Multilatina organizations have generated incredible growth beyond borders with steady annual revenue growth of 5.2% and unmatched stability. Such companies also benefit over 20 nations and 600 million people, translating to human developmental levels. These organizations position Latin America and Latin Americans on a whole new level
How are they changing the business landscape?
According to a Boston Consulting Group study, “the profitability of multilatinas from 2000 to 2018 was 685%, while (for comparison) the S&P 500 index recorded ROIs of 262%, and the MSCI Emerging Markets index of 375%.” Multilatinas are generating growth with financial companies, tech companies (technolatinas), and more. Some of the most remarkable transformations undergone are the increased share from multilatinas in consumer goods and services and geographical diversification from Chile, Mexico, Brazil, Costa Rica, Panama, and Peru. Multilatinas are also contributing to job creation and stock performance value.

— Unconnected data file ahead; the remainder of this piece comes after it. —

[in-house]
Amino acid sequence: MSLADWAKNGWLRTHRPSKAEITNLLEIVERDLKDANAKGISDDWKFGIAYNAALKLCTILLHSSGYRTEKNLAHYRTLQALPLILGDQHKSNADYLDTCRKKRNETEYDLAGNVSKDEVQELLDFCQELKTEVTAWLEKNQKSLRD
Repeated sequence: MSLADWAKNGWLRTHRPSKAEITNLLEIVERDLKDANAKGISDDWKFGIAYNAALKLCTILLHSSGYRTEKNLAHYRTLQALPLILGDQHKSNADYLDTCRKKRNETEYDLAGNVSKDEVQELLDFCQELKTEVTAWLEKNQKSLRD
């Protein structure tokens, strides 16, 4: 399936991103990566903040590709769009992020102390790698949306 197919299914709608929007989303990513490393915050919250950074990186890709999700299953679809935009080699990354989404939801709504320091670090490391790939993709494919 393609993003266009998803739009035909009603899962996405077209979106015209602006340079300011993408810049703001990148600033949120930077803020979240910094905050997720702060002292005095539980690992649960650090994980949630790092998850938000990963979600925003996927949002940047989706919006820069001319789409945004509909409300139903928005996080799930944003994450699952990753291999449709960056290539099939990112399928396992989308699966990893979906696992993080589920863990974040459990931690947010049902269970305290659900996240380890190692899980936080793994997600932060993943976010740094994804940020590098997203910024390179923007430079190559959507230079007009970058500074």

With imports and exports increasing and growing by 30% steadily, its opportunities make Latin America an attractive destination for business works. Private sector-wise, most companies are small family-owned entities employing over 70% of the workforce over the last years. Their modern ways of working, implementing management and practices welcome new technologies and innovations.